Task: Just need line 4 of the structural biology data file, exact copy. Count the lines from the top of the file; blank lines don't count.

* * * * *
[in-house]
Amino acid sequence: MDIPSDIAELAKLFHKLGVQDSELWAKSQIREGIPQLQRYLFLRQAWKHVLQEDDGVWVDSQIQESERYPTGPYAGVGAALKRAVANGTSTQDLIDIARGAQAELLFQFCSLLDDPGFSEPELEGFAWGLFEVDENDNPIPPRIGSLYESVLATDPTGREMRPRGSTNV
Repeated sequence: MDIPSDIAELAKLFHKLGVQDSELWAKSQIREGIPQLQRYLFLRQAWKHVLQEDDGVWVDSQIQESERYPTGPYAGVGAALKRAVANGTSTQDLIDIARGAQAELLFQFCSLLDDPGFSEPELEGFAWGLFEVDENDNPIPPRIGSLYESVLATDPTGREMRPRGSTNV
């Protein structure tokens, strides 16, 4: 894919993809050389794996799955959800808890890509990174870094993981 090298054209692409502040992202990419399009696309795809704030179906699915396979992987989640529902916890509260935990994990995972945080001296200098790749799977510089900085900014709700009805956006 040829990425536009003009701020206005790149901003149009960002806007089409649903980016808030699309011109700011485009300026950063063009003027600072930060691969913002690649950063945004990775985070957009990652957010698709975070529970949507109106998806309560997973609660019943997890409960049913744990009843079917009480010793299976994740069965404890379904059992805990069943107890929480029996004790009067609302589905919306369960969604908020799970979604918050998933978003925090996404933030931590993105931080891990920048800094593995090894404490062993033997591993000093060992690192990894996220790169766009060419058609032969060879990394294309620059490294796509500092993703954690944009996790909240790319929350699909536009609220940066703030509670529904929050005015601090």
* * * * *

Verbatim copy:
């Protein structure tokens, strides 16, 4: 894919993809050389794996799955959800808890890509990174870094993981 090298054209692409502040992202990419399009696309795809704030179906699915396979992987989640529902916890509260935990994990995972945080001296200098790749799977510089900085900014709700009805956006 040829990425536009003009701020206005790149901003149009960002806007089409649903980016808030699309011109700011485009300026950063063009003027600072930060691969913002690649950063945004990775985070957009990652957010698709975070529970949507109106998806309560997973609660019943997890409960049913744990009843079917009480010793299976994740069965404890379904059992805990069943107890929480029996004790009067609302589905919306369960969604908020799970979604918050998933978003925090996404933030931590993105931080891990920048800094593995090894404490062993033997591993000093060992690192990894996220790169766009060419058609032969060879990394294309620059490294796509500092993703954690944009996790909240790319929350699909536009609220940066703030509670529904929050005015601090």